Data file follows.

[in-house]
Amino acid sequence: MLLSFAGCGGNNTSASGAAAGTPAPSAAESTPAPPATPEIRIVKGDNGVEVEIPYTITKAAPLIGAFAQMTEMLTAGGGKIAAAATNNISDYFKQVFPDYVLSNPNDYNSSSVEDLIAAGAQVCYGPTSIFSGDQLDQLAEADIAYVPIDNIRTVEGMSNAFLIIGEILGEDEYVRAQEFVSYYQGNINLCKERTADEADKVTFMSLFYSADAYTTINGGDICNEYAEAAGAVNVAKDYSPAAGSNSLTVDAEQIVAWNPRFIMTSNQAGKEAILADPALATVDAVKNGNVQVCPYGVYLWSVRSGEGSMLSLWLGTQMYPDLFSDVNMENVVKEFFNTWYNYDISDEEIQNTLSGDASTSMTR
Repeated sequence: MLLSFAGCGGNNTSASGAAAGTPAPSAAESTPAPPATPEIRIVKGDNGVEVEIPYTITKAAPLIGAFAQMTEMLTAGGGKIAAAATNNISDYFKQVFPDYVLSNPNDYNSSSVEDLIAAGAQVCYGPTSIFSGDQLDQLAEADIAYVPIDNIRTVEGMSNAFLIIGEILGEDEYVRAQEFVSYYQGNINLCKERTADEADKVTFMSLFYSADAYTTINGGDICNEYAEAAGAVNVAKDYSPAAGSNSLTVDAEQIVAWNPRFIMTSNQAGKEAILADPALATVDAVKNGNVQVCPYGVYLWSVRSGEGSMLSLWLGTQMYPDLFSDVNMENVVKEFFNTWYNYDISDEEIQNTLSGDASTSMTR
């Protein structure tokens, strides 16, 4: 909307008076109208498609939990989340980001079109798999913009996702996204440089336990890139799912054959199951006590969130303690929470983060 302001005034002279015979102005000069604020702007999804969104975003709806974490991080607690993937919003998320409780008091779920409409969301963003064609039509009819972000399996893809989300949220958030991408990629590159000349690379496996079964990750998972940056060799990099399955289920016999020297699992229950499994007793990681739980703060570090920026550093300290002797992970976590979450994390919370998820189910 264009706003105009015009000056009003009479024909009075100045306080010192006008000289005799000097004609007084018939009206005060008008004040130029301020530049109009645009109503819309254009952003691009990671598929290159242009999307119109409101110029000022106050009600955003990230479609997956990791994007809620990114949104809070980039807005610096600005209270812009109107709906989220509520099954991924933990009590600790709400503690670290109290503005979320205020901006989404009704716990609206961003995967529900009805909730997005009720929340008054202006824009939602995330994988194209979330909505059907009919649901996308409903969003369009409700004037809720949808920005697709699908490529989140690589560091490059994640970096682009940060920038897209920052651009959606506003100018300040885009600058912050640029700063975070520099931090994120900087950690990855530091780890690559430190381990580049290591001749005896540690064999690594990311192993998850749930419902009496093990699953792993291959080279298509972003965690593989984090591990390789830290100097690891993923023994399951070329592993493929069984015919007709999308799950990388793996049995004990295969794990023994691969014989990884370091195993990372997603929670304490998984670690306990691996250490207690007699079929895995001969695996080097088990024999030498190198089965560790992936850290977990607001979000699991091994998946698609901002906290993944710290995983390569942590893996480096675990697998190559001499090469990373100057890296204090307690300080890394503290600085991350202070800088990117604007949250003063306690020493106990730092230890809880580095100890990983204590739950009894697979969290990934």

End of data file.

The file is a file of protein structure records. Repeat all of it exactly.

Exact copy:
[in-house]
Amino acid sequence: MLLSFAGCGGNNTSASGAAAGTPAPSAAESTPAPPATPEIRIVKGDNGVEVEIPYTITKAAPLIGAFAQMTEMLTAGGGKIAAAATNNISDYFKQVFPDYVLSNPNDYNSSSVEDLIAAGAQVCYGPTSIFSGDQLDQLAEADIAYVPIDNIRTVEGMSNAFLIIGEILGEDEYVRAQEFVSYYQGNINLCKERTADEADKVTFMSLFYSADAYTTINGGDICNEYAEAAGAVNVAKDYSPAAGSNSLTVDAEQIVAWNPRFIMTSNQAGKEAILADPALATVDAVKNGNVQVCPYGVYLWSVRSGEGSMLSLWLGTQMYPDLFSDVNMENVVKEFFNTWYNYDISDEEIQNTLSGDASTSMTR
Repeated sequence: MLLSFAGCGGNNTSASGAAAGTPAPSAAESTPAPPATPEIRIVKGDNGVEVEIPYTITKAAPLIGAFAQMTEMLTAGGGKIAAAATNNISDYFKQVFPDYVLSNPNDYNSSSVEDLIAAGAQVCYGPTSIFSGDQLDQLAEADIAYVPIDNIRTVEGMSNAFLIIGEILGEDEYVRAQEFVSYYQGNINLCKERTADEADKVTFMSLFYSADAYTTINGGDICNEYAEAAGAVNVAKDYSPAAGSNSLTVDAEQIVAWNPRFIMTSNQAGKEAILADPALATVDAVKNGNVQVCPYGVYLWSVRSGEGSMLSLWLGTQMYPDLFSDVNMENVVKEFFNTWYNYDISDEEIQNTLSGDASTSMTR
């Protein structure tokens, strides 16, 4: 909307008076109208498609939990989340980001079109798999913009996702996204440089336990890139799912054959199951006590969130303690929470983060 302001005034002279015979102005000069604020702007999804969104975003709806974490991080607690993937919003998320409780008091779920409409969301963003064609039509009819972000399996893809989300949220958030991408990629590159000349690379496996079964990750998972940056060799990099399955289920016999020297699992229950499994007793990681739980703060570090920026550093300290002797992970976590979450994390919370998820189910 264009706003105009015009000056009003009479024909009075100045306080010192006008000289005799000097004609007084018939009206005060008008004040130029301020530049109009645009109503819309254009952003691009990671598929290159242009999307119109409101110029000022106050009600955003990230479609997956990791994007809620990114949104809070980039807005610096600005209270812009109107709906989220509520099954991924933990009590600790709400503690670290109290503005979320205020901006989404009704716990609206961003995967529900009805909730997005009720929340008054202006824009939602995330994988194209979330909505059907009919649901996308409903969003369009409700004037809720949808920005697709699908490529989140690589560091490059994640970096682009940060920038897209920052651009959606506003100018300040885009600058912050640029700063975070520099931090994120900087950690990855530091780890690559430190381990580049290591001749005896540690064999690594990311192993998850749930419902009496093990699953792993291959080279298509972003965690593989984090591990390789830290100097690891993923023994399951070329592993493929069984015919007709999308799950990388793996049995004990295969794990023994691969014989990884370091195993990372997603929670304490998984670690306990691996250490207690007699079929895995001969695996080097088990024999030498190198089965560790992936850290977990607001979000699991091994998946698609901002906290993944710290995983390569942590893996480096675990697998190559001499090469990373100057890296204090307690300080890394503290600085991350202070800088990117604007949250003063306690020493106990730092230890809880580095100890990983204590739950009894697979969290990934």